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By Forrest Hershberger
View from the Handlebars 

A Day as a Minute

 

A week ago, a few of us met. It is a tradition that started out of a need for support.

We had been thrust into a chapter in life no parent wants to experience. In what still seems like a heartbeat, we went from guiding an 18-year-old to planning her funeral. The day is forever stuck in replay. The day starts with some creative time at m keyboard, followed by an argument with my daughter. A hot noon lunch with my daughter and wife, later hearing an apology message she left.

I do my shift in a very unique environment with every detail moving according to clockwork, almost as if time itself had a destination. Then that night, biking home, I see the stage set for the last chapter. Our daughter, Jill, was a passenger on a motorcycle, an experience we believed to be rare. On this night, the driver lost control of his new bike on a county road, ejecting both of them.

The easy lesson is none of us are guaranteed tomorrow. The end could come with the cement truck crossing the highway or as simple as something inside you that decided to surface. Either way, the day will come when each of us learn what comes after death. They are easy words, unless you are the one left to pick up the pieces. I think about this chapter in life often. I think about it because there are times the cute little assuring cliches in life are verified. Sometimes it does seem like we humans do not have the control we think we do. Sometimes, the best we can do is hold on.


The thing about loss, especially loss of life, is the desire to answer all of the questions. If only… If I had… These simple questions can also be the most damning. It is the survivor’s guilt in full force. The reality is some questions in life just can’t be answered. Loss is one of those “demons” in life that we must turn and face if we are to move forward. Moving forward includes admitting there are things in life we can’t control. There are things in life that aren’t fun nor pretty in the emotional or physical sense. The deepest songs and poetry are often written by people whose wounds are the most painful. Why? Maybe the answer is in each of us quietly admitting we could be next. Maybe these artists of emotion are expressing what many of us feel. We could be the ones holding the pieces of life helplessly, or the one who peers past the great divide.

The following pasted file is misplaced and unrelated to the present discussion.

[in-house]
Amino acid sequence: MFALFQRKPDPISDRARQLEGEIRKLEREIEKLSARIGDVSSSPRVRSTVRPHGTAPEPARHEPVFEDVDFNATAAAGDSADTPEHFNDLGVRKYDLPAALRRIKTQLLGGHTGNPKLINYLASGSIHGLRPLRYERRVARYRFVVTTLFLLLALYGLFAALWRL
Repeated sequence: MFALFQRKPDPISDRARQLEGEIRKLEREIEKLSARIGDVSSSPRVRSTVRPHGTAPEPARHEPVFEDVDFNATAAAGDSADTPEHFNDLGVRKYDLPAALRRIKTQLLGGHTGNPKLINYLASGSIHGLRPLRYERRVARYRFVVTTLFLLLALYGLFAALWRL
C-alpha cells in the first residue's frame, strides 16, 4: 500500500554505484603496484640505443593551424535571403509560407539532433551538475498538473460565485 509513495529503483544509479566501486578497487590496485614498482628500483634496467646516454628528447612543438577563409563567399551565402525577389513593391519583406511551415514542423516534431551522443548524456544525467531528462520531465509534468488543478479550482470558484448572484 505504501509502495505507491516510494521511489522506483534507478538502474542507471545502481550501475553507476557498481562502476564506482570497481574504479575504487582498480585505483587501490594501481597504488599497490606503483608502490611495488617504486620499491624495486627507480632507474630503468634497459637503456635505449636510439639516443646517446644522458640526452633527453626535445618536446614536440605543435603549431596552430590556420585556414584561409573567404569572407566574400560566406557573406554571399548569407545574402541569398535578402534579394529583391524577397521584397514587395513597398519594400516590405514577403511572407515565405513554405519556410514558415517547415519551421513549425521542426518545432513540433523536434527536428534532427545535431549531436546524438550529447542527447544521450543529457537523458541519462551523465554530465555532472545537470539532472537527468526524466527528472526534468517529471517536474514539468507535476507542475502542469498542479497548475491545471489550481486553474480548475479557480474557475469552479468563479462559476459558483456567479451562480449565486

The truest cliche is for us to value each day, each moment, in awareness that we are not guaranteed the next sunrise. We need to be aware businesses come and go. Relationships are what makes life worth living.

“Do not worry about tomorrow, for tomorrow has enough worries of its own.”

 

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